DeSantis Appeals Judge's Written Ruling On Mask Mandates
Taking the case to the 1st District Court of Appeal in Tallahassee puts an automatic stay on the judge's ruling, which effectively means it would be put on hold while an appeal moves forward.
Gov. Ron DeSantis on Thursday appealed a judge’s ruling that said the governor exceeded his authority in ordering school boards not to impose strict mask requirements on students to combat the spread of the coronavirus.
The appeal comes hours after Leon County Circuit Judge John Cooper released a written ruling that said DeSantis overstepped his constitutional authority in the July 30 executive order that sought to prevent school districts from requiring students to wear masks.
Taking the case to the 1st District Court of Appeal in Tallahassee puts an automatic stay on the judge's ruling, which effectively means it would be put on hold while an appeal moves forward. The state generally receives stays of rulings when it files appeals.
Attorneys for a group a parents who filed the lawsuit that led to the judge's ruling have filed for a motion asking the judge to remove the stay, which would otherwise remain until appeals court rules.
Cooper's final judgment expounded on a verbal ruling that Cooper announced during a hearing last Friday. Cooper issued an injunction barring the state Department of Education, Education Commissioner Richard Corcoran and the State Board of Education from enforcing DeSantis’ order.
DeSantis’ executive order triggered a state Department of Health rule that, in part, said parents must be able to opt out of student mask mandates during the COVID-19 pandemic. In the executive order, DeSantis cited a new state law known as the “Parents’ Bill of Rights” that deals with parents’ right to control health and educational decisions for their children.
But Cooper wrote that the law “expressly gives governmental entities, such as school boards, the right to adopt policies regarding health care and education of children in schools, even if the policies affect a parents’ rights to make decisions in these areas.”
Cooper also ruled that Corcoran and the Department of Education violated the law by imposing financial penalties on districts that enact mask mandates without giving the districts due process.
“The law of Florida does not permit the defendants to punish school boards, its members, or officials for adopting face mask mandates with no parental opt-outs if the schools boards have been denied their due process rights under the Parents’ Bill of Rights to show that this policy is reasonable and meets the requirements of the statute,” Cooper wrote.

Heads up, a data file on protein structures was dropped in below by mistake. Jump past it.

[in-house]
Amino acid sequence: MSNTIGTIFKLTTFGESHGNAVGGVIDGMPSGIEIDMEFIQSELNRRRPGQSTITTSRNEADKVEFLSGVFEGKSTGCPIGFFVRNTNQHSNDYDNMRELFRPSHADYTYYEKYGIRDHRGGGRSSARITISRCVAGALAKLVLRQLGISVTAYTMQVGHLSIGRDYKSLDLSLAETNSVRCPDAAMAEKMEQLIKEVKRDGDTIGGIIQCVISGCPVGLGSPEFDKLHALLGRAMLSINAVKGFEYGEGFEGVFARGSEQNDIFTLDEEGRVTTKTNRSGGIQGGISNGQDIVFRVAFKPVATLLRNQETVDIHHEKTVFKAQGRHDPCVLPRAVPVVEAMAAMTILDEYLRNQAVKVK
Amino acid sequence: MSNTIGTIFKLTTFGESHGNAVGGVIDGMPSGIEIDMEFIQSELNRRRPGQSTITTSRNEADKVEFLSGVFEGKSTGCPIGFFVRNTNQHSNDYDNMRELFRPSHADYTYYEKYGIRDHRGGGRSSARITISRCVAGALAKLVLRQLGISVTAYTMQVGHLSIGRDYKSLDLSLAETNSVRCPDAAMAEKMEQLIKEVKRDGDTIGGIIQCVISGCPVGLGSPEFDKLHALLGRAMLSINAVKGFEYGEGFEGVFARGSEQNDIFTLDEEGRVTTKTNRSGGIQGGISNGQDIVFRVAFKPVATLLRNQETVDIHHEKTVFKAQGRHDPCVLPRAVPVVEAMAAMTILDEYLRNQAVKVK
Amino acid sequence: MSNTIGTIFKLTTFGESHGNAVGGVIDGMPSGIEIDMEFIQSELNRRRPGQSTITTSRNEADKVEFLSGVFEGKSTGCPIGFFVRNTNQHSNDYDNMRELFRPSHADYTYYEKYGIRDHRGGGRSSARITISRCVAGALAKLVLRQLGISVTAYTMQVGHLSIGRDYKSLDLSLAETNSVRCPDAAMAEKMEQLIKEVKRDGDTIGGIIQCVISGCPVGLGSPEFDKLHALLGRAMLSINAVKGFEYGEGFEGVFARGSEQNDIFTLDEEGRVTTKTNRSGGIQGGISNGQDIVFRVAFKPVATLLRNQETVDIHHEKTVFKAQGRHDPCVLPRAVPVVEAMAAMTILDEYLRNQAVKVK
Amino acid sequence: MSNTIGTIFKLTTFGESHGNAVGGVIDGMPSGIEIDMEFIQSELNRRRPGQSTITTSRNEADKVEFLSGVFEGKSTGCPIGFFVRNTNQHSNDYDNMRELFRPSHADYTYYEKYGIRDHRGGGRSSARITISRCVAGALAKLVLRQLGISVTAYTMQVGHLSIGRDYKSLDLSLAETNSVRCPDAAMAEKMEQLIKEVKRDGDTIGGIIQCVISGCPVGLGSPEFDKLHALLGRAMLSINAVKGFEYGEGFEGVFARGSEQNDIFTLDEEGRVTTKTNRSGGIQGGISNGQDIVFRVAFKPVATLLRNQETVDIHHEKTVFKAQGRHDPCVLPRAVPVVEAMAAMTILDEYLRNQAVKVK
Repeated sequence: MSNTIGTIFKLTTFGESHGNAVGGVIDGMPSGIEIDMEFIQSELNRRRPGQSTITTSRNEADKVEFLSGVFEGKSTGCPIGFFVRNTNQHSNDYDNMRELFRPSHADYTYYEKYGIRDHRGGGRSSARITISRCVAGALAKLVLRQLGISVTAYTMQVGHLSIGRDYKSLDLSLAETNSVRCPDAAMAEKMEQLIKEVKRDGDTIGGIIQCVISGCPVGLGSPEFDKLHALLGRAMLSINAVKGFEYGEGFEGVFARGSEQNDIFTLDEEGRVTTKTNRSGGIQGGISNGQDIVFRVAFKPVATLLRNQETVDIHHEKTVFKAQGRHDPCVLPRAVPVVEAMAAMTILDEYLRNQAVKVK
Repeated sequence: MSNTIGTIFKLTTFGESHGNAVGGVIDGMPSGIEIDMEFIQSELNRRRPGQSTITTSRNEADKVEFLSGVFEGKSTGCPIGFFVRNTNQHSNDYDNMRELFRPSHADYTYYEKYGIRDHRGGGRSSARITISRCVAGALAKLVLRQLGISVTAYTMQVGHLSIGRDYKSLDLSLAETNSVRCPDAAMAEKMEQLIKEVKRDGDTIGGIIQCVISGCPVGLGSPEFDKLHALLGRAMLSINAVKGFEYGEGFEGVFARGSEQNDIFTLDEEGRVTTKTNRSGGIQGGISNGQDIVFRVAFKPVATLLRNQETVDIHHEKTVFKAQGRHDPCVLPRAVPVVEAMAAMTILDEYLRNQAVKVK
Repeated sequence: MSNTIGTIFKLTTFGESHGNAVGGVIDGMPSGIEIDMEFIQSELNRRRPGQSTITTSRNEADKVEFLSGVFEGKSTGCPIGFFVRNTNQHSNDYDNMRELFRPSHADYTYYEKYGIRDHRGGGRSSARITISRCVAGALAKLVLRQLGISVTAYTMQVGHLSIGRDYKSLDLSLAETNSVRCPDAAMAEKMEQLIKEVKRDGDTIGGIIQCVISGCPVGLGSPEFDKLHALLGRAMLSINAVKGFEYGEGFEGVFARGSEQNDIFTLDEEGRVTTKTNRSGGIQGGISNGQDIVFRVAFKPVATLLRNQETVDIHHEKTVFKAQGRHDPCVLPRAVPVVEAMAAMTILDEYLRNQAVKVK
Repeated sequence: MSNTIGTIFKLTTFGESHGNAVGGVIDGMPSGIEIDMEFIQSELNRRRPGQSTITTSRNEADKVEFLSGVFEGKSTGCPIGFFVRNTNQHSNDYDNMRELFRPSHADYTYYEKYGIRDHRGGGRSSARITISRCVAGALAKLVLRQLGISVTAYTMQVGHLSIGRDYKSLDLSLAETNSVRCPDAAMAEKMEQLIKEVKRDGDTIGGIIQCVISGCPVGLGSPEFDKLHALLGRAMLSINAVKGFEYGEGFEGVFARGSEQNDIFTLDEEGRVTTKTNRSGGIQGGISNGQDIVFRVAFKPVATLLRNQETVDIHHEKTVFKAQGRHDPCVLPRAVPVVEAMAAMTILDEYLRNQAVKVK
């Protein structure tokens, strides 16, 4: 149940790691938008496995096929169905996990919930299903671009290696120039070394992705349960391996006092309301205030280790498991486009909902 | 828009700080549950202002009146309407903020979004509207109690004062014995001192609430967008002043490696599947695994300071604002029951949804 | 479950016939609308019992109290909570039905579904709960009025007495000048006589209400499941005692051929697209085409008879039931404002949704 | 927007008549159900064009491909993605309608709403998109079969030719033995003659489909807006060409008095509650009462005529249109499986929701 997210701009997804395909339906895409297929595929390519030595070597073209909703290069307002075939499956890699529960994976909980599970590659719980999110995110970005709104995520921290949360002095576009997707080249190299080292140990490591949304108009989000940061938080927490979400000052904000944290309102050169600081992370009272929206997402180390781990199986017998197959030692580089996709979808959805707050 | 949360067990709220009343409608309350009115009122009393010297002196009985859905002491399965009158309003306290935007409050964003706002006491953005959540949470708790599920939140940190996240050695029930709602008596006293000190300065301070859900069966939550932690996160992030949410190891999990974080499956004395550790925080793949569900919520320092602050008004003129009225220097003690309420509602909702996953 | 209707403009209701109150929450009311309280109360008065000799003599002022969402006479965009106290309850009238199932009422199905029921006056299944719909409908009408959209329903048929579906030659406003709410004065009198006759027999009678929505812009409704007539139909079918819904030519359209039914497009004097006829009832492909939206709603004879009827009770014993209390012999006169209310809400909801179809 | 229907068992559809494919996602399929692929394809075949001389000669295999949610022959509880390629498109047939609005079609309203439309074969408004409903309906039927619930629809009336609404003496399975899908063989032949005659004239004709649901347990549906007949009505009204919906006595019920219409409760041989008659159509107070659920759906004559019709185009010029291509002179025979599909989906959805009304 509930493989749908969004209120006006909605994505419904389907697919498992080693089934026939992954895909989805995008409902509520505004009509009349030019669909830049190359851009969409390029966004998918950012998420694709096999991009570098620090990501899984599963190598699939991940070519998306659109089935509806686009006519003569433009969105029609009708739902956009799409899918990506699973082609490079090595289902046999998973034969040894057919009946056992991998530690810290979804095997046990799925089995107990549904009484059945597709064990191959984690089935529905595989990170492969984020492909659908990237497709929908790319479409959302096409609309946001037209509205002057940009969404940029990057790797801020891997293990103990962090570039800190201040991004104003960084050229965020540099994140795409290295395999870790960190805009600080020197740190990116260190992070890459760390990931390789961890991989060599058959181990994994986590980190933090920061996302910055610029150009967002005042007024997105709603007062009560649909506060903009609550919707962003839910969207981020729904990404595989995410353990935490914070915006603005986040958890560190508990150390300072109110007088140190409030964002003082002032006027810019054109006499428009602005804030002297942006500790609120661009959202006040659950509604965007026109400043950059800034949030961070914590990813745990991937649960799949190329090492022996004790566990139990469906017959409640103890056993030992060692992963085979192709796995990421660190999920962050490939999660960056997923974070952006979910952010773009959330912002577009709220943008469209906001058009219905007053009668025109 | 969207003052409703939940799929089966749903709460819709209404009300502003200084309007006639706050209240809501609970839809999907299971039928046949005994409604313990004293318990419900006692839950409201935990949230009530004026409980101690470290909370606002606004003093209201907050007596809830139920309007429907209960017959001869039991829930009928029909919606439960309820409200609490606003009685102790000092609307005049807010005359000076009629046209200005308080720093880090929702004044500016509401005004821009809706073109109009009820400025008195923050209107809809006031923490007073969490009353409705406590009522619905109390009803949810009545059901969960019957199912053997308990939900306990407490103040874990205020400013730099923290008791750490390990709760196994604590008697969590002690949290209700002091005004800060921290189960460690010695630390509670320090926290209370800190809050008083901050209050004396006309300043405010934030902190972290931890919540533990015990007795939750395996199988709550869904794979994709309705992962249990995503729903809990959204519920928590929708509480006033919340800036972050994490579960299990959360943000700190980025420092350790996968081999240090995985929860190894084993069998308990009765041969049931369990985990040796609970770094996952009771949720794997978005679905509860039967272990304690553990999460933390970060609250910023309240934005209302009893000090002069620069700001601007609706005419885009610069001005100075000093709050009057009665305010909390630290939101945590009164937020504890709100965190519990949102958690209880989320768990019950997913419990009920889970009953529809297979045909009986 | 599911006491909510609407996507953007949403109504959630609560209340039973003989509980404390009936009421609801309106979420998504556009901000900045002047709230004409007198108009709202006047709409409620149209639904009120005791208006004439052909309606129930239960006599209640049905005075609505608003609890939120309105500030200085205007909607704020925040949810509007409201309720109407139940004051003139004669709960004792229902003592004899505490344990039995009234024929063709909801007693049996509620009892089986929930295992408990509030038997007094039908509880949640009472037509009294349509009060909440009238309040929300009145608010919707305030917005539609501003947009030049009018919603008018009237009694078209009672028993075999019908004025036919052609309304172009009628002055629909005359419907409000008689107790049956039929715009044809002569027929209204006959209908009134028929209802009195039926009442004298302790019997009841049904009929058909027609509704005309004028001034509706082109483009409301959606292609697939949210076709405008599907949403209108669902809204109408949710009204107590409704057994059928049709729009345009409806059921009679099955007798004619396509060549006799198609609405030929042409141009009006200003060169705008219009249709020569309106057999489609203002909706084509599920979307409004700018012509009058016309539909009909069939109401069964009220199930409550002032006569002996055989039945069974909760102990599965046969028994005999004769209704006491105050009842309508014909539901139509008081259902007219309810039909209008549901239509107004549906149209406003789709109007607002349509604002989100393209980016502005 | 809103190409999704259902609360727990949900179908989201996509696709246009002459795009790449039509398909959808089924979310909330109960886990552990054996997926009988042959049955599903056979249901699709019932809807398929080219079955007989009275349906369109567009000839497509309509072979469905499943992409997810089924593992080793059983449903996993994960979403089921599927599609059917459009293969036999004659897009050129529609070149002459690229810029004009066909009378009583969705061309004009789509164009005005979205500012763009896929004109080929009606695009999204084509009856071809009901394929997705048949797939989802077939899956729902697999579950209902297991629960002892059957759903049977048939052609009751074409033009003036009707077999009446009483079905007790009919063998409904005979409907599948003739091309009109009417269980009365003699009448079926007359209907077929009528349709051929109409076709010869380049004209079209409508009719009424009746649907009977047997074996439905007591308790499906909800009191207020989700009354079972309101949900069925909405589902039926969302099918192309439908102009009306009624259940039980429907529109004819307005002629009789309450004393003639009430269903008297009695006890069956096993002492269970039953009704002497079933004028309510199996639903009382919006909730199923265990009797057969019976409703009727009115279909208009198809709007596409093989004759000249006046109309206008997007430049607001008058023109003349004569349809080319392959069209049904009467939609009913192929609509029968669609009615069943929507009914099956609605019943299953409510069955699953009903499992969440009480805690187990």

In addition, Cooper addressed an issue about whether districts’ mask mandates are in accordance with part of the law that says government should only take actions that usurp parental rights if they are “reasonable and necessary” to achieve a compelling state interest.
“By passing the Parents’ Bill of Rights, the Florida Legislature necessarily recognized the importance of parental rights. But it also recognized that parents’ rights are not immune to some reasonable limitation depending upon safety and reasonableness and compelling state need regarding health care or condition of the child,” Cooper wrote.
An introductory part of Cooper’s ruling pointed to the highly contagious delta variant of the coronavirus posing “a higher risk of infection to children than did the previous form of COVID.”
As of Thursday, 13 school districts, representing more than half of the state’s students, have moved forward with student mask mandates that allow exceptions only when parents present doctors’ notes. Those districts are Alachua, Broward, Miami-Dade, Palm Beach, Orange, Hillsborough, Duval, Leon, Brevard, Indian River, Sarasota, Lee and Volusia.
Corcoran on Monday issued a news release saying the Department of Education had begun withholding funds from the Alachua and Broward districts in amounts equal to school board members’ monthly salaries. The department later told The News Service of Florida that it began withholding the funds on Thursday, before Cooper issued his verbal ruling.
DeSantis has maintained that he is confident that the 1st District Court of Appeal will overturn Cooper’s ruling.
“I think it (Cooper’s decision) is going to be something that’s going to be very vulnerable to being overruled,” the governor said during an appearance Wednesday.
Another Leon County circuit judge last year ruled against DeSantis and Corcoran in a lawsuit challenging a state move to require school campuses to be open during the pandemic. The 1st District Court of Appeal ultimately reversed the circuit judge’s decision and sided with DeSantis.
Information from the Associated Press was used in this report.